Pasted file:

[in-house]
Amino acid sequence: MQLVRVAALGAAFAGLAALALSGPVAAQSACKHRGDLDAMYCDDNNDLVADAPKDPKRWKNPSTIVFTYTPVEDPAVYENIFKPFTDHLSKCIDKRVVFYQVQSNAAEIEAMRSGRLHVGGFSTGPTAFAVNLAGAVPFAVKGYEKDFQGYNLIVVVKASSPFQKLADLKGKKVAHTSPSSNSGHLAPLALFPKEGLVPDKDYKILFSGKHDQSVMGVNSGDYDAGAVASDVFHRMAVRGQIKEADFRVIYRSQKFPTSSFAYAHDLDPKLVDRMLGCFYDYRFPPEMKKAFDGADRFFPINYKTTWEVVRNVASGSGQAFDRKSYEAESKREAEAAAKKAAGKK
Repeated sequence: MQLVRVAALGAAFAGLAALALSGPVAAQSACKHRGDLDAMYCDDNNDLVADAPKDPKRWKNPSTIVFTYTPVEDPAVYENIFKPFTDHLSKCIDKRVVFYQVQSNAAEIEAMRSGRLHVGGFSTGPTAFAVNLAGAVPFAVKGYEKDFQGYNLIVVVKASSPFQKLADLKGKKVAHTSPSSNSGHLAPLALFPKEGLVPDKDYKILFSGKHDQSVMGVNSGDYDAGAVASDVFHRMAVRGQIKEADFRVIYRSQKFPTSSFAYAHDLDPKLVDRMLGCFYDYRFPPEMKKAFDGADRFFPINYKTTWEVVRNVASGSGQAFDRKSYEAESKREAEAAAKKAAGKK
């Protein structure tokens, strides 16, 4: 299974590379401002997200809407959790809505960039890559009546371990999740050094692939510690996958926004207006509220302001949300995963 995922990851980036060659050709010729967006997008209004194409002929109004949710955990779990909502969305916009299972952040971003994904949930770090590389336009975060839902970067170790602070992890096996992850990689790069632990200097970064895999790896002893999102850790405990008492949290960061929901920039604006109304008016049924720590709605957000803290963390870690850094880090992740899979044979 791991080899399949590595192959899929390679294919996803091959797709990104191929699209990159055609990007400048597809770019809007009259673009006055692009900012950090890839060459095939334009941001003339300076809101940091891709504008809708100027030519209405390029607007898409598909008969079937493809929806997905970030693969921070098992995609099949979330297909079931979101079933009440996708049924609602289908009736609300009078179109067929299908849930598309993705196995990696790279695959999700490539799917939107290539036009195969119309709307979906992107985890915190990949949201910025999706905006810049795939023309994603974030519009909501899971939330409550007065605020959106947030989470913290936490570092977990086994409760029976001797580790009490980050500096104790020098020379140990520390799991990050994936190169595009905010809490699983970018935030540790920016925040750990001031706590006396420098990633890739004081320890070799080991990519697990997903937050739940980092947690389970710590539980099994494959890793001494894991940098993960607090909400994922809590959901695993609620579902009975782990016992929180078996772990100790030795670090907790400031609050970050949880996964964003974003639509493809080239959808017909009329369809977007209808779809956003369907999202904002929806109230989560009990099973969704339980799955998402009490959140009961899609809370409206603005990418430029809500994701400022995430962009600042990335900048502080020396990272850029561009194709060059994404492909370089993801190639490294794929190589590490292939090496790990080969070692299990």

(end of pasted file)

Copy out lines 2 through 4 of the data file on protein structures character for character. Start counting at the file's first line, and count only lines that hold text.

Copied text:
Amino acid sequence: MQLVRVAALGAAFAGLAALALSGPVAAQSACKHRGDLDAMYCDDNNDLVADAPKDPKRWKNPSTIVFTYTPVEDPAVYENIFKPFTDHLSKCIDKRVVFYQVQSNAAEIEAMRSGRLHVGGFSTGPTAFAVNLAGAVPFAVKGYEKDFQGYNLIVVVKASSPFQKLADLKGKKVAHTSPSSNSGHLAPLALFPKEGLVPDKDYKILFSGKHDQSVMGVNSGDYDAGAVASDVFHRMAVRGQIKEADFRVIYRSQKFPTSSFAYAHDLDPKLVDRMLGCFYDYRFPPEMKKAFDGADRFFPINYKTTWEVVRNVASGSGQAFDRKSYEAESKREAEAAAKKAAGKK
Repeated sequence: MQLVRVAALGAAFAGLAALALSGPVAAQSACKHRGDLDAMYCDDNNDLVADAPKDPKRWKNPSTIVFTYTPVEDPAVYENIFKPFTDHLSKCIDKRVVFYQVQSNAAEIEAMRSGRLHVGGFSTGPTAFAVNLAGAVPFAVKGYEKDFQGYNLIVVVKASSPFQKLADLKGKKVAHTSPSSNSGHLAPLALFPKEGLVPDKDYKILFSGKHDQSVMGVNSGDYDAGAVASDVFHRMAVRGQIKEADFRVIYRSQKFPTSSFAYAHDLDPKLVDRMLGCFYDYRFPPEMKKAFDGADRFFPINYKTTWEVVRNVASGSGQAFDRKSYEAESKREAEAAAKKAAGKK
């Protein structure tokens, strides 16, 4: 299974590379401002997200809407959790809505960039890559009546371990999740050094692939510690996958926004207006509220302001949300995963 995922990851980036060659050709010729967006997008209004194409002929109004949710955990779990909502969305916009299972952040971003994904949930770090590389336009975060839902970067170790602070992890096996992850990689790069632990200097970064895999790896002893999102850790405990008492949290960061929901920039604006109304008016049924720590709605957000803290963390870690850094880090992740899979044979 791991080899399949590595192959899929390679294919996803091959797709990104191929699209990159055609990007400048597809770019809007009259673009006055692009900012950090890839060459095939334009941001003339300076809101940091891709504008809708100027030519209405390029607007898409598909008969079937493809929806997905970030693969921070098992995609099949979330297909079931979101079933009440996708049924609602289908009736609300009078179109067929299908849930598309993705196995990696790279695959999700490539799917939107290539036009195969119309709307979906992107985890915190990949949201910025999706905006810049795939023309994603974030519009909501899971939330409550007065605020959106947030989470913290936490570092977990086994409760029976001797580790009490980050500096104790020098020379140990520390799991990050994936190169595009905010809490699983970018935030540790920016925040750990001031706590006396420098990633890739004081320890070799080991990519697990997903937050739940980092947690389970710590539980099994494959890793001494894991940098993960607090909400994922809590959901695993609620579902009975782990016992929180078996772990100790030795670090907790400031609050970050949880996964964003974003639509493809080239959808017909009329369809977007209808779809956003369907999202904002929806109230989560009990099973969704339980799955998402009490959140009961899609809370409206603005990418430029809500994701400022995430962009600042990335900048502080020396990272850029561009194709060059994404492909370089993801190639490294794929190589590490292939090496790990080969070692299990």